Journal of Mountain Science

, Volume 10, Issue 5, pp 854–865 | Cite as

The potential contribution of wildlife sanctuary to forest conservation: A case study from binsar wildlife sanctuary

  • Balwant RawatEmail author
  • Vikram S. Negi
  • Janhvi Mishra Rawat
  • Lalit M. Tewari
  • Laxmi Rawat


Forest vegetation of a protected area (Binsar Wildlife Sanctuary) in Kumaun region (west Himalaya) was analysed for structure, composition and representativeness across three different altitudinal belts, lower (1,600–1,800 m a.s.l.), middle (1,900–2,100 m a.s.l.) and upper (2,200–2,400 m a.s.l.) during 2009–2011 using standard phytosociological methods. Four aspects (east, west, north and south) in each altitudinal belt were chosen for sampling to depict maximum representation of vegetation in the sanctuary. Population structure and regeneration behaviour was analysed seasonally for two years to show the establishment and growth of tree species. A total of 147 plant species were recorded from the entire region of which 27 tree species were selected for detailed study. Highest number was recorded at upper (18 species), and lowest at lower altitudinal belt (15 species). The relative proportion of species richness showed higher contribution of tree layer at each altitudinal belt. The population structure, based on the number of individuals, revealed a greater proportion of seedling layer at each altitudinal belt. The relative proportion of seedlings increases significantly along altitudinal belts (p<0.05) while opposite trends were observed in sapling and tree layers. The density of sapling and seedling species varied non-significantly across seasons (p>0.05). The density values decreased in summer and increased during rainy season. As far as the regeneration status is concerned, middle and upper altitudinal belts showed maximum number of species with fair regeneration as compared to lower altitudinal belt. Overall density diameter distribution of tree species showed highest species density and richness in the smallest girth class and decreased in the succeeding girth classes. This study suggests that patterns of regeneration behaviour would determine future structural and compositional changes in the forest communities. It is suggested that the compositional changes vis-à-vis role of ‘New’ and ‘Not regenerating’ species need priority attention while initiating conservation activities in the sanctuary. This study calls for exploring other less explored Wildlife Sanctuaries in the Himalaya and across the world, to achieve overall biodiversity status in these protected areas and thus to justify their role in conserving biodiversity in the region.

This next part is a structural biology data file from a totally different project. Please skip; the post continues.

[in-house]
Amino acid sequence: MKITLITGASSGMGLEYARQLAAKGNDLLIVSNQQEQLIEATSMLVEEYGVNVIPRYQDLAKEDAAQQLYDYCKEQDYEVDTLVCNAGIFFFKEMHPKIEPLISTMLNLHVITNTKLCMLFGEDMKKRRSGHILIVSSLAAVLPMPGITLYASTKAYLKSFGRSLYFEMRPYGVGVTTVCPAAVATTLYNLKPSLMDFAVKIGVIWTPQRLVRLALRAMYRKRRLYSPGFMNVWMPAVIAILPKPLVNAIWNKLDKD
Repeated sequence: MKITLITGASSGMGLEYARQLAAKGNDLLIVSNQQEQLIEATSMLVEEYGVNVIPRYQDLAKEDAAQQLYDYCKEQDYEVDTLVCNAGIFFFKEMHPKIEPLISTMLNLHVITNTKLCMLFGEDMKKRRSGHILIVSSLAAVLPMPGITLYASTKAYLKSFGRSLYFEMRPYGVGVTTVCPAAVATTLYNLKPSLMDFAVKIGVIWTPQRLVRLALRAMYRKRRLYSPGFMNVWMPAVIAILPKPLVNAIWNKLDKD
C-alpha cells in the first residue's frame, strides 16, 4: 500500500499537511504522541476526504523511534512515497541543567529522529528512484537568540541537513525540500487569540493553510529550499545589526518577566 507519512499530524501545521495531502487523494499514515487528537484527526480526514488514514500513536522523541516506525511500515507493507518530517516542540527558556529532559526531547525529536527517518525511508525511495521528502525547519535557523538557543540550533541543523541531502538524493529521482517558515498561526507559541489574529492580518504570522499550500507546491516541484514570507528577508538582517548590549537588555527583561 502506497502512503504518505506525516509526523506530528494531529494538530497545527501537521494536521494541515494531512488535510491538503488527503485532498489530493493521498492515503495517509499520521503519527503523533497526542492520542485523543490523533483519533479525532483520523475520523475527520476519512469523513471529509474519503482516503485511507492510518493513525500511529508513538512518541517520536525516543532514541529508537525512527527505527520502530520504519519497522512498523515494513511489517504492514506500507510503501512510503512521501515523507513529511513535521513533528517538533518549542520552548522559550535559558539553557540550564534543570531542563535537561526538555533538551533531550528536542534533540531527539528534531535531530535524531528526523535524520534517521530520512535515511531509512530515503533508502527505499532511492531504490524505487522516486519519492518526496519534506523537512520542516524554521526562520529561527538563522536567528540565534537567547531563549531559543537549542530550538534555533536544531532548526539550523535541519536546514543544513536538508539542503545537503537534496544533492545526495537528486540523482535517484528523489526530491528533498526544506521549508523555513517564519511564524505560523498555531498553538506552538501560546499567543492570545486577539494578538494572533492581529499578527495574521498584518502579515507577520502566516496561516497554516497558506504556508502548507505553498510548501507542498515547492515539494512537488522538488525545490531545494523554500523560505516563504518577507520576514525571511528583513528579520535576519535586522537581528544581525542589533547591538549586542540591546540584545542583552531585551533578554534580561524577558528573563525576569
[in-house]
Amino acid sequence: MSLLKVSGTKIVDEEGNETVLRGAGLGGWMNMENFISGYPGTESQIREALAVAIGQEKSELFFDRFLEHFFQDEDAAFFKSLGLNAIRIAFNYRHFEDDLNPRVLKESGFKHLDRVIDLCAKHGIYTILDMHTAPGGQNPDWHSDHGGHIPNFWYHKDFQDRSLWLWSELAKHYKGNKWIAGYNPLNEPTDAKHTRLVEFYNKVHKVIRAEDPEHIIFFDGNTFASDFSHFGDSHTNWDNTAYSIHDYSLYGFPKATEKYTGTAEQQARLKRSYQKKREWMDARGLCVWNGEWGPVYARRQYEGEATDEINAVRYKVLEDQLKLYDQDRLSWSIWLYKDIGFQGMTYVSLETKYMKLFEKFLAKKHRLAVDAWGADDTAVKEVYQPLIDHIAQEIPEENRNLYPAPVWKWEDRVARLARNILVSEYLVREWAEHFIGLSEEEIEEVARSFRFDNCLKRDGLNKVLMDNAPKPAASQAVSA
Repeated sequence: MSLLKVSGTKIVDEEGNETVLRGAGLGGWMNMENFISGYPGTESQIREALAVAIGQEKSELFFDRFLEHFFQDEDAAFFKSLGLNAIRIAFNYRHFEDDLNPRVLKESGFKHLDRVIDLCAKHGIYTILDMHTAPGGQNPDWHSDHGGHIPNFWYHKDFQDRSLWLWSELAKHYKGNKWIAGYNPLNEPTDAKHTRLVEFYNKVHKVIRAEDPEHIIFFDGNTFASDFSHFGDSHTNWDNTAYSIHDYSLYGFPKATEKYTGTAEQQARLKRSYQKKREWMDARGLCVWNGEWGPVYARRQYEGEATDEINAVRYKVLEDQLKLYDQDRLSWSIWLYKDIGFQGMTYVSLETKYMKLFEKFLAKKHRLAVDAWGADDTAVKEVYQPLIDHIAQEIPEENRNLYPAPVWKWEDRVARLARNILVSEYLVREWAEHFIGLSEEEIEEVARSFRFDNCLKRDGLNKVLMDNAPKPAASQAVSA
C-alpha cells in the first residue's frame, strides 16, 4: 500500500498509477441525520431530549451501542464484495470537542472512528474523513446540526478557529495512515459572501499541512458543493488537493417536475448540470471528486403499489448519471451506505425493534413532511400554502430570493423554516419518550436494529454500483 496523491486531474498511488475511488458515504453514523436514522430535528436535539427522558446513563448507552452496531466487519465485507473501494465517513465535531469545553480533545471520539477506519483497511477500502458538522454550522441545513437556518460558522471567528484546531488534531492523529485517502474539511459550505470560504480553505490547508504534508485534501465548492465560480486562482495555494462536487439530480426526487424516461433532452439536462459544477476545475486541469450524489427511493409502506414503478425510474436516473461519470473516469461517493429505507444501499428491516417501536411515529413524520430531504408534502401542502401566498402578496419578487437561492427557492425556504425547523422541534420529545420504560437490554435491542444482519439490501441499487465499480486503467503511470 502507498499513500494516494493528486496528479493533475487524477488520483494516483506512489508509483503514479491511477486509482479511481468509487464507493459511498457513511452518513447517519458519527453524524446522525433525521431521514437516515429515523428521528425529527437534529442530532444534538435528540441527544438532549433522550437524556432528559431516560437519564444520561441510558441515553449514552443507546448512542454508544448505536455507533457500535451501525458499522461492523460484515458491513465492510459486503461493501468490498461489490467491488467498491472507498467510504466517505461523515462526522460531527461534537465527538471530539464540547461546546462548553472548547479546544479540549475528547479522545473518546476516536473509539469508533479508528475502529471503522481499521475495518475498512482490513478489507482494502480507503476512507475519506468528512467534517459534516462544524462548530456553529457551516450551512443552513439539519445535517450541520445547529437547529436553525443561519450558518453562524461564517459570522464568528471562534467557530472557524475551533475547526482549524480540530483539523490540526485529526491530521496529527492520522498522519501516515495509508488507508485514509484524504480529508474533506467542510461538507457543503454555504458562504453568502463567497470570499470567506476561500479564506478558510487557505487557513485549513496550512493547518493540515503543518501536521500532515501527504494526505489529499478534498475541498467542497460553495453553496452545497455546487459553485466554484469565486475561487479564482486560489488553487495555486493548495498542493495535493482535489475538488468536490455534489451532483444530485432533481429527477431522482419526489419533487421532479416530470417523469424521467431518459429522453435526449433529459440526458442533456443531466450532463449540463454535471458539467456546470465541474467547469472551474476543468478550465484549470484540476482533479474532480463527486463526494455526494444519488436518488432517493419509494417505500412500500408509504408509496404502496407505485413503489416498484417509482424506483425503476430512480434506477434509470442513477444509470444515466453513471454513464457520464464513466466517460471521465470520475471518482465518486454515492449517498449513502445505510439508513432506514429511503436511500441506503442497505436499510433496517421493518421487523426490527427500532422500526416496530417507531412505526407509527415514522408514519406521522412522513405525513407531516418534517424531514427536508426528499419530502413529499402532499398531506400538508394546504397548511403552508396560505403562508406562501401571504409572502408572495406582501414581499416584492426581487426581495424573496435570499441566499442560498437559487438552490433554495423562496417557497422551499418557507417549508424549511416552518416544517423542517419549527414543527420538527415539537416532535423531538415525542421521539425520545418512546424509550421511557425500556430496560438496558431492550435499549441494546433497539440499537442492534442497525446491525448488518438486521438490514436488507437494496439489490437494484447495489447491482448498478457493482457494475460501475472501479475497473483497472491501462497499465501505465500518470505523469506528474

Altitudinal gradient Population structure Regeneration status West Himalaya Wildlife Sanctuary 


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Copyright information

© Science Press, Institute of Mountain Hazards and Environment, CAS and Springer-Verlag Berlin Heidelberg 2013

Authors and Affiliations

  • Balwant Rawat
    • 1
    Email author
  • Vikram S. Negi
    • 1
  • Janhvi Mishra Rawat
    • 2
  • Lalit M. Tewari
    • 3
  • Laxmi Rawat
    • 4
  1. 1.G.B. Pant Institute of Himalayan Environment and Development, Kosi-KatarmalAlmoraIndia
  2. 2.Forest Research Institute, DehradunMolecular Taxonomy, Botany DivisionDehradunIndia
  3. 3.Department of Botany, D.S.B. CampusKumaun UniversityNainitalIndia
  4. 4.Forest Research Institute, DehradunForest Ecology and Environment DivisionDehradunIndia

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